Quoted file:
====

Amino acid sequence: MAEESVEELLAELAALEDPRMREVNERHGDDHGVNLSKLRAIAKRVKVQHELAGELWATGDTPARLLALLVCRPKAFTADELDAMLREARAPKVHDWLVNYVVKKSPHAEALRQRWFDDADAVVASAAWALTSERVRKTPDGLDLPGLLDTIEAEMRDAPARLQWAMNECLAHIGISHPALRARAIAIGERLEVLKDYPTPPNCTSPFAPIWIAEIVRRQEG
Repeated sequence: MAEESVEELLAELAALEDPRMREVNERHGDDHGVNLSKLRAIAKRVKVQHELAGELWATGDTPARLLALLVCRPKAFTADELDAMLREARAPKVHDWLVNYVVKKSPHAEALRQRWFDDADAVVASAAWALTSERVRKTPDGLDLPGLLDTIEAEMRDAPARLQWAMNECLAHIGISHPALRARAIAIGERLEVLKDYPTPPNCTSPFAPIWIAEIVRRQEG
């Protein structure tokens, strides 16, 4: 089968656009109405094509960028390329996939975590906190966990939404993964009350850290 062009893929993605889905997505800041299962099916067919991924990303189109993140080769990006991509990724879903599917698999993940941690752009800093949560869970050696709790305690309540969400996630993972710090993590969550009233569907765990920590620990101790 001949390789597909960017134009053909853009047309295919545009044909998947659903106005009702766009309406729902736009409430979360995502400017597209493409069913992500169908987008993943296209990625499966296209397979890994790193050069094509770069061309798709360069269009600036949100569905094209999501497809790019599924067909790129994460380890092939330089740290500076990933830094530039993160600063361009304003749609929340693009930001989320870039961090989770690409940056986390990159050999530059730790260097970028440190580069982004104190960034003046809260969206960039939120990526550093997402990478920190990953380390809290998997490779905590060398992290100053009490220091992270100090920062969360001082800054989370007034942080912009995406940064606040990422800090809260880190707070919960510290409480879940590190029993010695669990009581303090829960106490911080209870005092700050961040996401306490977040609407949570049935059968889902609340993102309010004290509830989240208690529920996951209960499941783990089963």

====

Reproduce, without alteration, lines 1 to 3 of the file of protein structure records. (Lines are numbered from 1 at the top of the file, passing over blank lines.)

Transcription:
Amino acid sequence: MAEESVEELLAELAALEDPRMREVNERHGDDHGVNLSKLRAIAKRVKVQHELAGELWATGDTPARLLALLVCRPKAFTADELDAMLREARAPKVHDWLVNYVVKKSPHAEALRQRWFDDADAVVASAAWALTSERVRKTPDGLDLPGLLDTIEAEMRDAPARLQWAMNECLAHIGISHPALRARAIAIGERLEVLKDYPTPPNCTSPFAPIWIAEIVRRQEG
Repeated sequence: MAEESVEELLAELAALEDPRMREVNERHGDDHGVNLSKLRAIAKRVKVQHELAGELWATGDTPARLLALLVCRPKAFTADELDAMLREARAPKVHDWLVNYVVKKSPHAEALRQRWFDDADAVVASAAWALTSERVRKTPDGLDLPGLLDTIEAEMRDAPARLQWAMNECLAHIGISHPALRARAIAIGERLEVLKDYPTPPNCTSPFAPIWIAEIVRRQEG
């Protein structure tokens, strides 16, 4: 089968656009109405094509960028390329996939975590906190966990939404993964009350850290 062009893929993605889905997505800041299962099916067919991924990303189109993140080769990006991509990724879903599917698999993940941690752009800093949560869970050696709790305690309540969400996630993972710090993590969550009233569907765990920590620990101790 001949390789597909960017134009053909853009047309295919545009044909998947659903106005009702766009309406729902736009409430979360995502400017597209493409069913992500169908987008993943296209990625499966296209397979890994790193050069094509770069061309798709360069269009600036949100569905094209999501497809790019599924067909790129994460380890092939330089740290500076990933830094530039993160600063361009304003749609929340693009930001989320870039961090989770690409940056986390990159050999530059730790260097970028440190580069982004104190960034003046809260969206960039939120990526550093997402990478920190990953380390809290998997490779905590060398992290100053009490220091992270100090920062969360001082800054989370007034942080912009995406940064606040990422800090809260880190707070919960510290409480879940590190029993010695669990009581303090829960106490911080209870005092700050961040996401306490977040609407949570049935059968889902609340993102309010004290509830989240208690529920996951209960499941783990089963």